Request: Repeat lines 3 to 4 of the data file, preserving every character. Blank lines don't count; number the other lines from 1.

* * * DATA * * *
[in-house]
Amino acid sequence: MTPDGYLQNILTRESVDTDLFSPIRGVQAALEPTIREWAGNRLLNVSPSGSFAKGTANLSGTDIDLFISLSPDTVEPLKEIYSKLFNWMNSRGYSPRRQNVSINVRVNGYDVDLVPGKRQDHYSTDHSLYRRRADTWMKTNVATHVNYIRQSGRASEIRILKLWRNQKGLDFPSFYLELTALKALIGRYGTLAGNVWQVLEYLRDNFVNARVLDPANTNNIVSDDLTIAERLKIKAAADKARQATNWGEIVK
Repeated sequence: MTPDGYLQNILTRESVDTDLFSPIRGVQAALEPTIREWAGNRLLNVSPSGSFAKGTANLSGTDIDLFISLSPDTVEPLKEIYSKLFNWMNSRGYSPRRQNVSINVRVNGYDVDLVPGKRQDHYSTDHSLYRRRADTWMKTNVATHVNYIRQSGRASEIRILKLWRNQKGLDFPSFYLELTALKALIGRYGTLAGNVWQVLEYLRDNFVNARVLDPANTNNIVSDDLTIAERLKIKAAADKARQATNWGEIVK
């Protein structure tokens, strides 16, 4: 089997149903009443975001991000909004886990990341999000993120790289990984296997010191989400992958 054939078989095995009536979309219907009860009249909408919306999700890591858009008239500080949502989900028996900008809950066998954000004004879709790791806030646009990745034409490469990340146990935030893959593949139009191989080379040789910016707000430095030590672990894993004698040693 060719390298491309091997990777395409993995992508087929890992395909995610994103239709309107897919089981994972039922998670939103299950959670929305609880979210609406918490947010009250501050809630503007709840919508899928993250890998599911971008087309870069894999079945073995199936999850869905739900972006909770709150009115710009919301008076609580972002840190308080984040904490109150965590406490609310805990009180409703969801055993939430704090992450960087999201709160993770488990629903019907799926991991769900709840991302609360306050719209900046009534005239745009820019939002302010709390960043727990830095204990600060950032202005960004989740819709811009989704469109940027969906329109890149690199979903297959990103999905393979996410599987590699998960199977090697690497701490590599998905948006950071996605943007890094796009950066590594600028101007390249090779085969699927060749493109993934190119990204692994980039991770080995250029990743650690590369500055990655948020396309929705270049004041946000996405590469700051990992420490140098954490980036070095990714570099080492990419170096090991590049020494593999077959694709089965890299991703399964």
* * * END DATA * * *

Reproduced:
Repeated sequence: MTPDGYLQNILTRESVDTDLFSPIRGVQAALEPTIREWAGNRLLNVSPSGSFAKGTANLSGTDIDLFISLSPDTVEPLKEIYSKLFNWMNSRGYSPRRQNVSINVRVNGYDVDLVPGKRQDHYSTDHSLYRRRADTWMKTNVATHVNYIRQSGRASEIRILKLWRNQKGLDFPSFYLELTALKALIGRYGTLAGNVWQVLEYLRDNFVNARVLDPANTNNIVSDDLTIAERLKIKAAADKARQATNWGEIVK
């Protein structure tokens, strides 16, 4: 089997149903009443975001991000909004886990990341999000993120790289990984296997010191989400992958 054939078989095995009536979309219907009860009249909408919306999700890591858009008239500080949502989900028996900008809950066998954000004004879709790791806030646009990745034409490469990340146990935030893959593949139009191989080379040789910016707000430095030590672990894993004698040693 060719390298491309091997990777395409993995992508087929890992395909995610994103239709309107897919089981994972039922998670939103299950959670929305609880979210609406918490947010009250501050809630503007709840919508899928993250890998599911971008087309870069894999079945073995199936999850869905739900972006909770709150009115710009919301008076609580972002840190308080984040904490109150965590406490609310805990009180409703969801055993939430704090992450960087999201709160993770488990629903019907799926991991769900709840991302609360306050719209900046009534005239745009820019939002302010709390960043727990830095204990600060950032202005960004989740819709811009989704469109940027969906329109890149690199979903297959990103999905393979996410599987590699998960199977090697690497701490590599998905948006950071996605943007890094796009950066590594600028101007390249090779085969699927060749493109993934190119990204692994980039991770080995250029990743650690590369500055990655948020396309929705270049004041946000996405590469700051990992420490140098954490980036070095990714570099080492990419170096090991590049020494593999077959694709089965890299991703399964």